Carla J. Bailey, Senior Pastor
A sermon given at
The Church of Christ at Dartmouth College
A congregation of the United Church of Christ
Three turkeys are in the refrigerator downstairs. We’ve worked out all the travel arrangements and airport pick-ups for our family. Warren and I did the grocery shopping yesterday. I think we’re as ready for Thanksgiving as we’re supposed to be, four days ahead of time. At least according to the calendar and the outward preparations that is. But in my mind, it’s coming up on Labor Day, and there’s still plenty of time to relish the last days of summer and begin to anticipate the turning of the leaves. At this rate, I’ll be thinking I’m just raking up leaves when I’m actually shoveling snow, and I’ll be giving some wonderful Christmas gifts to celebrate Easter! I know why I’m behind in my internal calendar, but it doesn’t slow down the sense that everything is rushing by too quickly.
From a liturgical perspective, this is the end of the church year. Next Sunday, with the beginning of Advent, Christians are called to prepare for the coming of the Messiah. According to the lectionary, this day is actually Christ the King Sunday, which, Congregationalist that I am, is way too triumphalist. But it makes liturgical sense, the year is crowned by the reign of Christ. Now we start over again, waiting in the darkness, pondering the injustices and bloodshed that plague the earth, praying, hoping, for our Messiah to come to us to save us from ourselves.
The thing is, I’m always pondering the injustices and bloodshed that plague the earth, whether on Christ the King Sunday or Thanksgiving, or the first Sunday of Advent or the sixteenth Sunday of Ordinary Time or the fourth Sunday of Lent. The liturgical year just gives me another cycle to remind me that everything moves inexorably, too swiftly on.
I’m feeling nostalgic, I guess, for the Thanksgivings of my childhood, when the responsibilities were light and each day was an adventure to be relished. So many blessings – so much time. My parents expected and provided the opportunity for me to receive an excellent education. I like that blessing so much I’ve just continued and continued and continued. As my brother recently observed, “how many terminal degrees do you actually think you need, Carla?” Well, at least one more, apparently. My childhood family was free of violence, ridicule, unkindness and deceit. I received and therefore learned how to love. Gender equity was a given in our home. I learned how to manage money, open and maintain a checking account and a savings account and how to follow my investments – a practice I’ve abandoned for the past year or so. I learned how to buy a car, manage credit, and apply for a loan. I was taught how to cook and how to sew, how to nurture a love for the arts, how to play the piano, how to change the oil in my car, how to check out a book from the library. I learned how to type and later, how to use a computer. In my homes, every one of them throughout my entire life, I plugged in appliances and there was electricity, I turned on faucets and there was water, I slept in beds with adequate covers to keep me warm and heat from furnaces that were inspected and safe. We have lived where we wanted to live, read what we wanted to read, had access to the excellent medical care we needed whenever we needed it. All these many blessings come to mind during this Thanksgiving season. Did God give them to me?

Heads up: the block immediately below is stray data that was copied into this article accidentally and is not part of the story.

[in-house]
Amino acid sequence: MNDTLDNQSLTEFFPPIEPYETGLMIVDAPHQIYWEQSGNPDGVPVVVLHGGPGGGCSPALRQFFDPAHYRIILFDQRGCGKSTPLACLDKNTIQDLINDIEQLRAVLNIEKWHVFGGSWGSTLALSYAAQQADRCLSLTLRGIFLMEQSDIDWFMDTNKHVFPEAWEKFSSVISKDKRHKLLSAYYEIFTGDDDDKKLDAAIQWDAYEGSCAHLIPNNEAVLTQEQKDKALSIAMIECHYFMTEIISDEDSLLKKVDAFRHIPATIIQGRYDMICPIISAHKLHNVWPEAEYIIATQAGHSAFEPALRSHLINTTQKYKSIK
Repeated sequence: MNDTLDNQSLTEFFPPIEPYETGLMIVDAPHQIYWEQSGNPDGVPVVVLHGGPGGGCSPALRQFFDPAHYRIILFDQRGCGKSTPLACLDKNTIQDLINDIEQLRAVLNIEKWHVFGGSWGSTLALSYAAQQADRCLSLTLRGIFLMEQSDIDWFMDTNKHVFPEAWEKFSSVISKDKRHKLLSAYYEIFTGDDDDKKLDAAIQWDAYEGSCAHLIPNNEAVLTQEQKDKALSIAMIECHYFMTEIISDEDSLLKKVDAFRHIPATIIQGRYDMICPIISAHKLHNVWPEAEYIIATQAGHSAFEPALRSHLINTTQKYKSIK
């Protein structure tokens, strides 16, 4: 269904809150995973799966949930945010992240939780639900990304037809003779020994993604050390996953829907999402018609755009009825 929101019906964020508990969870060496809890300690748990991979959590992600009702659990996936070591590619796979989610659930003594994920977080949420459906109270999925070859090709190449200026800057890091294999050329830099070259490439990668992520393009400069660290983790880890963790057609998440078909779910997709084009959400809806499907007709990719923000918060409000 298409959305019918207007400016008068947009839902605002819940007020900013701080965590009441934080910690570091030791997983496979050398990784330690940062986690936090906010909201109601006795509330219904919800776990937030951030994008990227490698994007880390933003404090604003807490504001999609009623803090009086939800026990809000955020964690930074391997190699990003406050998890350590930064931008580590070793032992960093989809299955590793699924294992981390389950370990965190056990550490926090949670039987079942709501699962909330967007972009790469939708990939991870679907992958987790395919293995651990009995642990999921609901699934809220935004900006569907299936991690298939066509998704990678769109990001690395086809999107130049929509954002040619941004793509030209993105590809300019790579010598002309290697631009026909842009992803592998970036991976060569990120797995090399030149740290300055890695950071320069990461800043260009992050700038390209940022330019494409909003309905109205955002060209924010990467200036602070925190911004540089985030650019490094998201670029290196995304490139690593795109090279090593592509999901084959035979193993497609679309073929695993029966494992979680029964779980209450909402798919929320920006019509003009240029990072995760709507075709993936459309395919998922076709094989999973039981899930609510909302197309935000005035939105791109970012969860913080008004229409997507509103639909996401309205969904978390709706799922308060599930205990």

I believe that God is acting in all things. I first read that radical thought in the book The Responsible Self, by H. Richard Niebuhr. At one and the same time, that concept made my faith experience both painful and liberating. God is acting in all things, in all people, all places, all moments. We are all so skilled at identifying God’s hand in wonderful things – in all our blessings, a list you could make and yours would be very similar to mine, I imagine. And we all feel very good when we are thankful to God for all those blessings. We thank God for the bounty on our tables, for the friends and family with whom we will share our thanksgiving meal, for the blessings afforded us by those pilgrims who survived their harsh travel and even harsher winter. We thank God for religious freedom, for political freedom, for freedom to travel, freedom to speak, write, protest, worship.